Police, Oduduwa nation activists and weapons stockpiling
Allegations by the Inspector-General of Police, Usman Alkali Baba a few days ago (February 14, 2023) that Oduduwa nation agitators were amassing or planning to amass weapons with a view to disrupting the elections are very serious and should not be taken lightly. Coming from such high authority, the allegations are surprising, given that the group had always canvassed peaceful means to achieve their objective of restructuring the country or having a nation separate from Nigeria, on the ground that the Yorubas are not treated fairly by some other co-nationalities in the country.
Sadly, the police and some other law enforcement agencies in the country do not have a wholesome record of treating agitators for nationalities fairly, going by their records against groups such as Indigenous People of Biafra (IPOB) and Sunday Adeyemo, also known as Igboho, who led a group seeking separation from Nigeria.
While addressing Commissioners of Police (CPs) and Assistant Inspectors General of Police (AIGs) regarding the 2023 elections, Baba reportedly said: “Other major crimes are the growing activities of the Oduduwa Nation agitators, who from intelligence sources, have been attempting to amass weapons and mobilise other resources towards disrupting the peace, security and electoral process in the Southwest.’’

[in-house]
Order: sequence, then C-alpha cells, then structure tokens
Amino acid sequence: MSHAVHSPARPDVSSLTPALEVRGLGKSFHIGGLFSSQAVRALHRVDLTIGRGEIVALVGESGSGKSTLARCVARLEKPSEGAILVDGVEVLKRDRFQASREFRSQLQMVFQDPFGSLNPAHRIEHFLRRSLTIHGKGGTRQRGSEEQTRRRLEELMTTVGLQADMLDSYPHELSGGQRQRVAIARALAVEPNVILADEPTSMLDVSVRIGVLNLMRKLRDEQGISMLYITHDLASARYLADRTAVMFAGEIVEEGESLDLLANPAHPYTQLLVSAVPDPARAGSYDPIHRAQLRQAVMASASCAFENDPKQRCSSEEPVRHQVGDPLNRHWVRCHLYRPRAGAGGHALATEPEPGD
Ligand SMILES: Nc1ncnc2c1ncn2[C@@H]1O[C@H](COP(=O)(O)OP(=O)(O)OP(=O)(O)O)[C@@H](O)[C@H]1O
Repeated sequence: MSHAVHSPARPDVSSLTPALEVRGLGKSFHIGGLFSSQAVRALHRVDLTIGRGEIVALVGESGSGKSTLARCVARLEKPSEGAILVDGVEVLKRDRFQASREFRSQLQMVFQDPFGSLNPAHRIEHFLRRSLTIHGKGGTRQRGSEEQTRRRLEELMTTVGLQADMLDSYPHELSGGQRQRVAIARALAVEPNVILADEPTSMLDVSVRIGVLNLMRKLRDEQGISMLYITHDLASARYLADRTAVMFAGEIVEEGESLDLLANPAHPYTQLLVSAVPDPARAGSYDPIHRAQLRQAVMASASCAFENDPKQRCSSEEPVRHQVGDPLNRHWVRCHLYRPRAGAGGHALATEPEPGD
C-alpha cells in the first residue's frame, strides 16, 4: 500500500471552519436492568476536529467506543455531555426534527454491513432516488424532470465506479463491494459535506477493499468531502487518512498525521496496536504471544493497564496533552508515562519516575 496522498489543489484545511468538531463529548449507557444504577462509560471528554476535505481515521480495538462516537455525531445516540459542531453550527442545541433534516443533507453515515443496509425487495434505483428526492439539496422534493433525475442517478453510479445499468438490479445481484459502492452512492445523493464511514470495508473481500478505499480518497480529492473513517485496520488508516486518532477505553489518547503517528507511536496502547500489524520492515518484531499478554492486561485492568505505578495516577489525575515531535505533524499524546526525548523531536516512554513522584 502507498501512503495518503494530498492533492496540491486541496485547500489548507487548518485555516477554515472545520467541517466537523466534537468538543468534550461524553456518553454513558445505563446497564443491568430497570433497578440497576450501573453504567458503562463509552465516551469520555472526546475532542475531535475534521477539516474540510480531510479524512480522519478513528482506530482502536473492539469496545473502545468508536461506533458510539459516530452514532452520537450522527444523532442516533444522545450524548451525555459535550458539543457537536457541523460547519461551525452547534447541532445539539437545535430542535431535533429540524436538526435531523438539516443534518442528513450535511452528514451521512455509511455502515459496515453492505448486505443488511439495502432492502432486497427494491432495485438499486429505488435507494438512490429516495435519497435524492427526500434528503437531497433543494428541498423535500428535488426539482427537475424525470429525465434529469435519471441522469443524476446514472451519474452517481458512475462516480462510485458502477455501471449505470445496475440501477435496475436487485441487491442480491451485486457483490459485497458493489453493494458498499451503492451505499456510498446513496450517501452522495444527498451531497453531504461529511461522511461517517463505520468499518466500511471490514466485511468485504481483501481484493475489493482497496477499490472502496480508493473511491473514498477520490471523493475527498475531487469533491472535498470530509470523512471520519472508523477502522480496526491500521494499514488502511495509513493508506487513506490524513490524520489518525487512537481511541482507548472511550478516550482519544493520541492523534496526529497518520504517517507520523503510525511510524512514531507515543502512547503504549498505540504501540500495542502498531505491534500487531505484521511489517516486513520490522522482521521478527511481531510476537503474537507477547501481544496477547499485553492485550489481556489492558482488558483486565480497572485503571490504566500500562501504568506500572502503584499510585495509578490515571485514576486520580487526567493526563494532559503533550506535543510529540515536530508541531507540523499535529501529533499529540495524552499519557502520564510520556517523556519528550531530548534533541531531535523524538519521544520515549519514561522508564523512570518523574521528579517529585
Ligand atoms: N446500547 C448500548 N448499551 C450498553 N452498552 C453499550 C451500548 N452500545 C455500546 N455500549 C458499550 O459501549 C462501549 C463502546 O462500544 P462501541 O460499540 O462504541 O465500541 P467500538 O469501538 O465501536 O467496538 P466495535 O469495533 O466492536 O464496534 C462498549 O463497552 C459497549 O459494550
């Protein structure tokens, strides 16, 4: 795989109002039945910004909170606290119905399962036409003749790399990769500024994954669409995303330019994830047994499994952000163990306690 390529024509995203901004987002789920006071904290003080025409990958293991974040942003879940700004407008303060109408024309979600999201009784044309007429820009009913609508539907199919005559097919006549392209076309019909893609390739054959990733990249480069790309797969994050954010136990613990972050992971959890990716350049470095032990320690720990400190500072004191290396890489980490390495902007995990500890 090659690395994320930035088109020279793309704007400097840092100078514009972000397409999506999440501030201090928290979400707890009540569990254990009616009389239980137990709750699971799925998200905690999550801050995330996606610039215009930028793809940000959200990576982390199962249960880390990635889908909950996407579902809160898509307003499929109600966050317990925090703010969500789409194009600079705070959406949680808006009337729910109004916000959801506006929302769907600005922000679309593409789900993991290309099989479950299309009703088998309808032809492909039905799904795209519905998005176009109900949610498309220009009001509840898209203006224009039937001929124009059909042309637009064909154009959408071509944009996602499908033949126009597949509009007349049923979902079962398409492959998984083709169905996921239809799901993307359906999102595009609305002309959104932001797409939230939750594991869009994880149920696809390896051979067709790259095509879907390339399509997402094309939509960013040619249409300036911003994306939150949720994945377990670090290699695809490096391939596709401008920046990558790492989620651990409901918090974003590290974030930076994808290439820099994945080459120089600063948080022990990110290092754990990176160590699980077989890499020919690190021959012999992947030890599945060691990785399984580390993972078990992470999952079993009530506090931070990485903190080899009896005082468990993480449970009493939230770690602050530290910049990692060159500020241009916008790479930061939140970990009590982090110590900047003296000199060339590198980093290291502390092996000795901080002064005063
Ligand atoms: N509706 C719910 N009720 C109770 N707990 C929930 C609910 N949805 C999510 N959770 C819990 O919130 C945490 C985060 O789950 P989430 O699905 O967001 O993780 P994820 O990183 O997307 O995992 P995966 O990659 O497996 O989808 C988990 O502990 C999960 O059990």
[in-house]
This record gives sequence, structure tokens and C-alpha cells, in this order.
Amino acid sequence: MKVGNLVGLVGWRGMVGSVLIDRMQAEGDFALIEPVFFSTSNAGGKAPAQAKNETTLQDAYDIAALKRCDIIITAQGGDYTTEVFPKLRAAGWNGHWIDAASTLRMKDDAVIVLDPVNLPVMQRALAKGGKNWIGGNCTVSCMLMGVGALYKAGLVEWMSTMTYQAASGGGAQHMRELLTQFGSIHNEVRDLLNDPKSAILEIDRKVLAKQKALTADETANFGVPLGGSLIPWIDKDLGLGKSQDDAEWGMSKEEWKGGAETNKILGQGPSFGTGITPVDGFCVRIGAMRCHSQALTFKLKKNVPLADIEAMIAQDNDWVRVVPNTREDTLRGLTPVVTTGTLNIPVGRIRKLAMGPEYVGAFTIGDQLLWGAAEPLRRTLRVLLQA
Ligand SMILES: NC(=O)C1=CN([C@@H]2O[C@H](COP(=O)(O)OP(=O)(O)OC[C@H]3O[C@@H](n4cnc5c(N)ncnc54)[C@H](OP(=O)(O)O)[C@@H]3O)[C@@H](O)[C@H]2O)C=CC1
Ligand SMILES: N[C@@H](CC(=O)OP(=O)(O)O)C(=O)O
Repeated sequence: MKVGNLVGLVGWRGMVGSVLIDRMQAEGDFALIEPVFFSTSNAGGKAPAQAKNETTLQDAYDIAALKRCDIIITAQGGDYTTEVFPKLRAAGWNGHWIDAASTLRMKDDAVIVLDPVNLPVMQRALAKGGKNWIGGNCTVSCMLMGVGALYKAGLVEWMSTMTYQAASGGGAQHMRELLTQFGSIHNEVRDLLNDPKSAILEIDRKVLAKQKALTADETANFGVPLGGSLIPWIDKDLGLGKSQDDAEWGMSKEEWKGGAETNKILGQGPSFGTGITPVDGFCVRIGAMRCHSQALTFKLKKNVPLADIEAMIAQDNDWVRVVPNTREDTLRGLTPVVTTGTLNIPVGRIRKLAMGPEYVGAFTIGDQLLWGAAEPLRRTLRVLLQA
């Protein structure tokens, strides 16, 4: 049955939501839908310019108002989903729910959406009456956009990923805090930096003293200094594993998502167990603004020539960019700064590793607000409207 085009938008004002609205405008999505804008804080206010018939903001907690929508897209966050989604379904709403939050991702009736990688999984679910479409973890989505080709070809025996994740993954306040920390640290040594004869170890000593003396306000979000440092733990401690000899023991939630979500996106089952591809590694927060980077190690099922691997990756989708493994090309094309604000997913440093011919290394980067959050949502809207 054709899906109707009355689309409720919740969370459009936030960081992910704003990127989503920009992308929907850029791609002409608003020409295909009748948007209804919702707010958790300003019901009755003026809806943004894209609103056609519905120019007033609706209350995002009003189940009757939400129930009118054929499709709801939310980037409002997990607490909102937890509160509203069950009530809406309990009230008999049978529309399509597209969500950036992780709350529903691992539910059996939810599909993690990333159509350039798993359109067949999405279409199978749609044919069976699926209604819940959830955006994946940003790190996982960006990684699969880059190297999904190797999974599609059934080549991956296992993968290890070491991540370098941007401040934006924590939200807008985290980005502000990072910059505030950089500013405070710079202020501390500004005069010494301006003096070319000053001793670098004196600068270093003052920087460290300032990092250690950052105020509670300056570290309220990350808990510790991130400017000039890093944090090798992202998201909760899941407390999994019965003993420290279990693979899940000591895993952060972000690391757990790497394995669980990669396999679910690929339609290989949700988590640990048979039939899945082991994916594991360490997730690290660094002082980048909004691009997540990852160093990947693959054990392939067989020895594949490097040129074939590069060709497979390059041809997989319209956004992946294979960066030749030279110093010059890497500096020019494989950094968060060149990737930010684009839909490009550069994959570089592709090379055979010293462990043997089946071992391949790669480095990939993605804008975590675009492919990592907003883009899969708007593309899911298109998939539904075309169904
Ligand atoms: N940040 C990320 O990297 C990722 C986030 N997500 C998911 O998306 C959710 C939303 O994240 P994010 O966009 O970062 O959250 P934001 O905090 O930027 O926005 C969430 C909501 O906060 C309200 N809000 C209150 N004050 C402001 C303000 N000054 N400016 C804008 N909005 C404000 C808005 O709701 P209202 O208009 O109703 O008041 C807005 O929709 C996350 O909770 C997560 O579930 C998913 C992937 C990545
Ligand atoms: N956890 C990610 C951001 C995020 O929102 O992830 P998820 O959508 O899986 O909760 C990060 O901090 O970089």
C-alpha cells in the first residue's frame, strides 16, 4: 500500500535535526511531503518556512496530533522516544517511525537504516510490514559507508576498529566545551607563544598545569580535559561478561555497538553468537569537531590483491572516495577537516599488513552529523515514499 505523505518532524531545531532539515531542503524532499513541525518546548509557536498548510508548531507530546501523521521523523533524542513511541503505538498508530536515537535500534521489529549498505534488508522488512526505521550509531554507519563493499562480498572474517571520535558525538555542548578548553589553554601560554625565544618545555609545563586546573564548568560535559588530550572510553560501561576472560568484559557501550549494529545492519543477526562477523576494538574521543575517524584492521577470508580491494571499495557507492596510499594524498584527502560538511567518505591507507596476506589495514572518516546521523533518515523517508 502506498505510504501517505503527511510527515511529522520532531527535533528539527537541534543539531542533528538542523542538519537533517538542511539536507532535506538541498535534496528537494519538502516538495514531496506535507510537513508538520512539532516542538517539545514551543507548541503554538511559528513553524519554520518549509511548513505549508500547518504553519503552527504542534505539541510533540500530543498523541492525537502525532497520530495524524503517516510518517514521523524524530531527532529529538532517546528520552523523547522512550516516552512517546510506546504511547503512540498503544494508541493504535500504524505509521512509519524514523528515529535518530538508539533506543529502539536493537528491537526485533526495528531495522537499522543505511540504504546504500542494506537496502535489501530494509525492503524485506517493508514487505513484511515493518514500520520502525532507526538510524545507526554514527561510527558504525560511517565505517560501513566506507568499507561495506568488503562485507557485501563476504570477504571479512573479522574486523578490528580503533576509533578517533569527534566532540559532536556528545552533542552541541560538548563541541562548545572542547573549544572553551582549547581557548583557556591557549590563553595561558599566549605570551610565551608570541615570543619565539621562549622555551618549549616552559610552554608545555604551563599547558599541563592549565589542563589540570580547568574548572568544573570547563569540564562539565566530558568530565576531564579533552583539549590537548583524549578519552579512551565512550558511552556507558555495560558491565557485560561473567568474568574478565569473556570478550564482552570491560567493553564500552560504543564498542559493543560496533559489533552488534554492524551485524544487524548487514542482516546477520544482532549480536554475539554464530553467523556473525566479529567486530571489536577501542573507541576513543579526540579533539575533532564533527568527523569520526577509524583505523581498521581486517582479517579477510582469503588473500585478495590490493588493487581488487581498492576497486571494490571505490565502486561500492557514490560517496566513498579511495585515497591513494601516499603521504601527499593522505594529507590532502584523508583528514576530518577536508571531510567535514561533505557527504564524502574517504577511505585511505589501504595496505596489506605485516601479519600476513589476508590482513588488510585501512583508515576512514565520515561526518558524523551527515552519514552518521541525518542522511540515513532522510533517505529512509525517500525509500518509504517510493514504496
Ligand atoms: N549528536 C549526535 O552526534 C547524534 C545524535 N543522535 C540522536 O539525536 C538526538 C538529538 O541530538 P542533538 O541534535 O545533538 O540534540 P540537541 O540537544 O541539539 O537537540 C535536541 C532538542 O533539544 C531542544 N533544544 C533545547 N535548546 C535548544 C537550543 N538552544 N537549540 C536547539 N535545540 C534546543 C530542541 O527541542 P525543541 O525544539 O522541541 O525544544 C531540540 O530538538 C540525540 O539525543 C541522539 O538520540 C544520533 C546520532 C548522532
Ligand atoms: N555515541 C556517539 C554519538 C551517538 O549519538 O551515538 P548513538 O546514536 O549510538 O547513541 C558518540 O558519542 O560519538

These are weighty allegations coming from high quarters in the intelligence and operational echelons of Nigeria’s security architecture and hence cannot be glossed over. But given the penchant of security agencies in the recent past to come down heavily on peaceful agitators for a separate nation, compared with a benign treatment of terrorists and kidnappers through rehabilitation and reintegration, the IGP’s statement needs to be substantiated, so that it does not become, again, a case of giving a dog a bad name in order to hang it.
The first impression created by the IGP is to the effect that government is seeking ways to clamp down on these agitators. This impression is supported by recent experiences including the night raid on the residence of Sunday Adeyemo, also known as Sunday Ighoho, in 2021. The raid was violently carried out by operatives of the Department of State Services (DSS) after which they accused the group of arms stock piling, a claim vehemently denied by Igboho through his lawyers. In that ugly incident, at least, two people were killed and property worth millions destroyed. Practically every person arrested at Igboho’s residence and subsequently detained in Abuja were later released. It is not on record that any of them is being prosecuted for any illegality, thus casting doubt on the veracity of DSS’ allegations.
The raid was condemned by many, including legal luminary, Chief Afe Babalola, who described it as a breach of the fundamental rights of Adeyemo to gather peacefully. Babalola said: “Undoubtedly, the manner with which the joint security operatives carried out the raids on Sunday Igboho’s residence calls to question its legality. Without prejudice to the fact that I do not endorse agitation for the breakup of Nigeria, the fact remains that Sunday Igboho is a citizen of Nigeria and therefore enjoys certain fundamental human rights enshrined in our constitution.”